For the first session, I created a hand drawn  "TIBS" map of the mill and Forebay.  TIBS stands for Train and Industry Blocking System.  Its a alpha-numeric system similar to the real Burlington Northern's SPINS system from the 1970's.  Dan Holbrook wrote an article that appeared in the July 1987 issue of  Model Railroader magazine that outlined its use.  A complete TIBS book of the Lewiston Terminal area drawn using a computed graphics program  is in the works.
SW7, NP 114, was utilized for the mill switcher.  The cab on the 114 had a mishap and the Lewiston shops put on a replacement.  Unfortunately, the shops didn't have sufficient time to get the cab painted before pressing the venerable switcher back into service.  More on the replacement cab in a future post!
The switch crew is done pulling the cars from the mill and is taking them to Forebay for the outbound Highball, train NP 662.
Engineer Lance Lassen switching the inbound 661 train at the east end of Forebay.  Without a Lewiston yard switcher available, the road crew was pushed into switching service, blocking some of the inbound and outbound traffic.  A time slip for performing switching service was undoubtedly filed upon the crew's return to Spokane!

The session took about about two-and-a-half real hours, and there was still cars to spot to the mill at the conclusion.  My plan was for the mill job to be a real three to four hour job for a two person crew, which appears to be right on target. Seeing the  railroad finally operate was a rewarding experience and I'm looking forward to more sessions in the near future.  I suddenly need a lot more freight cars!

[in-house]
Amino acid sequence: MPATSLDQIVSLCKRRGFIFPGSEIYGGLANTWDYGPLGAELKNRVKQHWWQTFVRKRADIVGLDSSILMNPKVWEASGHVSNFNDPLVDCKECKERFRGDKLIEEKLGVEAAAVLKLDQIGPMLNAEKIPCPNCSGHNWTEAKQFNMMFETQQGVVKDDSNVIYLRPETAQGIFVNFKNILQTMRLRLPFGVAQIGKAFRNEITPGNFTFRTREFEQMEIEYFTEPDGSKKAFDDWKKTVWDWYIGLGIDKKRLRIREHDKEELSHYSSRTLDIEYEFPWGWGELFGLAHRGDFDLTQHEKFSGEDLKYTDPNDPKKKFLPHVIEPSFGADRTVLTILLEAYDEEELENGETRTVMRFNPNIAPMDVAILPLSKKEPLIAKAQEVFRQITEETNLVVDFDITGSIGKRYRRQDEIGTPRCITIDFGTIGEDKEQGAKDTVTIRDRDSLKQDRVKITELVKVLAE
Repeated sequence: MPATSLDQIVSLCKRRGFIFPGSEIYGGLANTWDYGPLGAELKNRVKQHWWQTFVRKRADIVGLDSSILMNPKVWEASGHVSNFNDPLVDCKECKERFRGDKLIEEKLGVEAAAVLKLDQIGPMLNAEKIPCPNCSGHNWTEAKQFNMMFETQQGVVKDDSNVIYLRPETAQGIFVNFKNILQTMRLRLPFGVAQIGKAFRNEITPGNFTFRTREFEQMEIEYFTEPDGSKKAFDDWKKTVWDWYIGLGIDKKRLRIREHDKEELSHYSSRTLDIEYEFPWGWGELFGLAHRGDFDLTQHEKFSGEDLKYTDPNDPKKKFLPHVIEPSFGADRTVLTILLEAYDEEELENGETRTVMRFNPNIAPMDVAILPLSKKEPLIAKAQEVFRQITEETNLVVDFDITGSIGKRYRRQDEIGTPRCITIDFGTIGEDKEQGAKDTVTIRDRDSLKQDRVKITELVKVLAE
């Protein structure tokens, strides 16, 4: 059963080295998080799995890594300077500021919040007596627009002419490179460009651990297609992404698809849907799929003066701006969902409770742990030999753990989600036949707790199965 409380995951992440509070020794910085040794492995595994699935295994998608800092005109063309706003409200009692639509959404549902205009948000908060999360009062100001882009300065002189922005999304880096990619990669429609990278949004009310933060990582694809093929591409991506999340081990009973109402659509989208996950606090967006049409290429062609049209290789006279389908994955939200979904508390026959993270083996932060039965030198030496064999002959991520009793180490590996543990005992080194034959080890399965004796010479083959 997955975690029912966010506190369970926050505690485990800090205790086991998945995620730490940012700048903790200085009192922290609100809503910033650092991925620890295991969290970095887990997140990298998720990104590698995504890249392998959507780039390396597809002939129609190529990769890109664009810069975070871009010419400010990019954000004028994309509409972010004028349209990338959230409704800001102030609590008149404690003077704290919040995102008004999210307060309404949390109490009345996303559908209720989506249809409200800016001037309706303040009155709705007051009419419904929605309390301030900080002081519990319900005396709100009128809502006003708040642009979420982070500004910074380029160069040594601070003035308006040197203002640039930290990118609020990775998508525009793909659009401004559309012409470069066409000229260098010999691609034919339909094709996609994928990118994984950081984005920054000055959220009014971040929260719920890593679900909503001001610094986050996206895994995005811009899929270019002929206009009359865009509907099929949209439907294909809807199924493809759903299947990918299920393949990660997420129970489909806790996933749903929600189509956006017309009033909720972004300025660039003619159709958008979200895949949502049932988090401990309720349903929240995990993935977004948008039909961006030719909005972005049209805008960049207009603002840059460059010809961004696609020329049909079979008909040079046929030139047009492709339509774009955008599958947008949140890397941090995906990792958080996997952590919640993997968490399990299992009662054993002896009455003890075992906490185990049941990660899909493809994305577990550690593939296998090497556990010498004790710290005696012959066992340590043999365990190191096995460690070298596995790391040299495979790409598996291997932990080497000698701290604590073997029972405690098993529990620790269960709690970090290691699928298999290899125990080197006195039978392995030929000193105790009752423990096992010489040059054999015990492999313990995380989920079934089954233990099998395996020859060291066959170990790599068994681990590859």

Special thanks to my dad Perry, brother Jon, John Bauer, Dave Lehlbach and Lance Lassen, for helping me get it running!  

Lastly, a very special thank you to my wife Lisa, who has put up with my desire for an operating railroad model over the past 17 years, in one form or another.    

Friday, July 10, 2015

Mill-ing About

Its been a few weeks since my last post, but, at long last is an update to the blog and the railroad model of  the Lewiston Terminal.  I've been working rather steadily since February to get Forebay and the PFI mill complex to the point where limited operations could occur.  Limited operations (switching of the mill and using Forebay to yard an inbound/outbound train) will hopefully commence within the next six weeks or so.